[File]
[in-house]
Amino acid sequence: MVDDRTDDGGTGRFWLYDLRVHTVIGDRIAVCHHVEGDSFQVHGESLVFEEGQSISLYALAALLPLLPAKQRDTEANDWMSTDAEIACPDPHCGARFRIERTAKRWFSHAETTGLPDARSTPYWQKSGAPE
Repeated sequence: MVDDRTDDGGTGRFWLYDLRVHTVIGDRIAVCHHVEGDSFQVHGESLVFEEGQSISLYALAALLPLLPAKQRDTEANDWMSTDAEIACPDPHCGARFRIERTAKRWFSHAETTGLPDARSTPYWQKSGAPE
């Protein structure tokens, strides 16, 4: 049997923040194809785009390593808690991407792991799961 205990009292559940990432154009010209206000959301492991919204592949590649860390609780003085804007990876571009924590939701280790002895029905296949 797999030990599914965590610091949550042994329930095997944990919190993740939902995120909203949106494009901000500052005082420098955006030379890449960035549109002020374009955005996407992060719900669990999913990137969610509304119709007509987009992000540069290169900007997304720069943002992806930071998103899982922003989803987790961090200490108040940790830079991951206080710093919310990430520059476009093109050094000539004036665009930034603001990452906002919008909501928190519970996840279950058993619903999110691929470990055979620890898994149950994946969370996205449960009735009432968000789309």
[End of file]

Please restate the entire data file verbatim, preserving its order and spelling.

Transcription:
[in-house]
Amino acid sequence: MVDDRTDDGGTGRFWLYDLRVHTVIGDRIAVCHHVEGDSFQVHGESLVFEEGQSISLYALAALLPLLPAKQRDTEANDWMSTDAEIACPDPHCGARFRIERTAKRWFSHAETTGLPDARSTPYWQKSGAPE
Repeated sequence: MVDDRTDDGGTGRFWLYDLRVHTVIGDRIAVCHHVEGDSFQVHGESLVFEEGQSISLYALAALLPLLPAKQRDTEANDWMSTDAEIACPDPHCGARFRIERTAKRWFSHAETTGLPDARSTPYWQKSGAPE
């Protein structure tokens, strides 16, 4: 049997923040194809785009390593808690991407792991799961 205990009292559940990432154009010209206000959301492991919204592949590649860390609780003085804007990876571009924590939701280790002895029905296949 797999030990599914965590610091949550042994329930095997944990919190993740939902995120909203949106494009901000500052005082420098955006030379890449960035549109002020374009955005996407992060719900669990999913990137969610509304119709007509987009992000540069290169900007997304720069943002992806930071998103899982922003989803987790961090200490108040940790830079991951206080710093919310990430520059476009093109050094000539004036665009930034603001990452906002919008909501928190519970996840279950058993619903999110691929470990055979620890898994149950994946969370996205449960009735009432968000789309």